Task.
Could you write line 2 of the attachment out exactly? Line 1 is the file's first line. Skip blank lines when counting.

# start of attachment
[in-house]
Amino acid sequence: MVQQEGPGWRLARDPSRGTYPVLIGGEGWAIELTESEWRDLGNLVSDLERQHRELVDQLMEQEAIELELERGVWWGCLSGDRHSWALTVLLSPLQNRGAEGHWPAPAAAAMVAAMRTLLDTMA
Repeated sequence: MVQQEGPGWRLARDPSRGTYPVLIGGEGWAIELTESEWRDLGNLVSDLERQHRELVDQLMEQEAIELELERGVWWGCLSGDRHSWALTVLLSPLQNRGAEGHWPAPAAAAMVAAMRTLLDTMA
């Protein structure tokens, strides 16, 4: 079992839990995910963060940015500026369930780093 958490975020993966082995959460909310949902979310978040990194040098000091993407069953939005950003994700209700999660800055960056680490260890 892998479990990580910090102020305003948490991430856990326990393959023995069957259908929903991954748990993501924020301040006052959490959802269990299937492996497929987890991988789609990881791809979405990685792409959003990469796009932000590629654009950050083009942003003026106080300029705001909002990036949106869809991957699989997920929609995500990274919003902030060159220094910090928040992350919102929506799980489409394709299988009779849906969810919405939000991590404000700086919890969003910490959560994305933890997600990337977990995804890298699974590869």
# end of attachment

Amino acid sequence: MVQQEGPGWRLARDPSRGTYPVLIGGEGWAIELTESEWRDLGNLVSDLERQHRELVDQLMEQEAIELELERGVWWGCLSGDRHSWALTVLLSPLQNRGAEGHWPAPAAAAMVAAMRTLLDTMA